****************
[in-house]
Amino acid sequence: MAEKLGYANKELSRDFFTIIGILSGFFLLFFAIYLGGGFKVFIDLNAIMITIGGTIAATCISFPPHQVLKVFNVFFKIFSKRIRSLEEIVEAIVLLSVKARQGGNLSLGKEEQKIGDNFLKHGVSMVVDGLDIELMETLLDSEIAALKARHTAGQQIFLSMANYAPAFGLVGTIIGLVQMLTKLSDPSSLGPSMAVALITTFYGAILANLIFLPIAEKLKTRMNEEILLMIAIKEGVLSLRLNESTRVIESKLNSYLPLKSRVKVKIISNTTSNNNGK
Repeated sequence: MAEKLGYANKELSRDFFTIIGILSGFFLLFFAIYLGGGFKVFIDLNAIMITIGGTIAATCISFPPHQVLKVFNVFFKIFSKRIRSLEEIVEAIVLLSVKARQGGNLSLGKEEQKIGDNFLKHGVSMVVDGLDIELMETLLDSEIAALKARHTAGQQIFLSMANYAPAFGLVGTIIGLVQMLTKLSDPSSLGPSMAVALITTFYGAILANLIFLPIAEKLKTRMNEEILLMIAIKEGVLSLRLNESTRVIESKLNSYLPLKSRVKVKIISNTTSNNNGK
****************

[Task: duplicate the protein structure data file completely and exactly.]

[in-house]
Amino acid sequence: MAEKLGYANKELSRDFFTIIGILSGFFLLFFAIYLGGGFKVFIDLNAIMITIGGTIAATCISFPPHQVLKVFNVFFKIFSKRIRSLEEIVEAIVLLSVKARQGGNLSLGKEEQKIGDNFLKHGVSMVVDGLDIELMETLLDSEIAALKARHTAGQQIFLSMANYAPAFGLVGTIIGLVQMLTKLSDPSSLGPSMAVALITTFYGAILANLIFLPIAEKLKTRMNEEILLMIAIKEGVLSLRLNESTRVIESKLNSYLPLKSRVKVKIISNTTSNNNGK
Repeated sequence: MAEKLGYANKELSRDFFTIIGILSGFFLLFFAIYLGGGFKVFIDLNAIMITIGGTIAATCISFPPHQVLKVFNVFFKIFSKRIRSLEEIVEAIVLLSVKARQGGNLSLGKEEQKIGDNFLKHGVSMVVDGLDIELMETLLDSEIAALKARHTAGQQIFLSMANYAPAFGLVGTIIGLVQMLTKLSDPSSLGPSMAVALITTFYGAILANLIFLPIAEKLKTRMNEEILLMIAIKEGVLSLRLNESTRVIESKLNSYLPLKSRVKVKIISNTTSNNNGK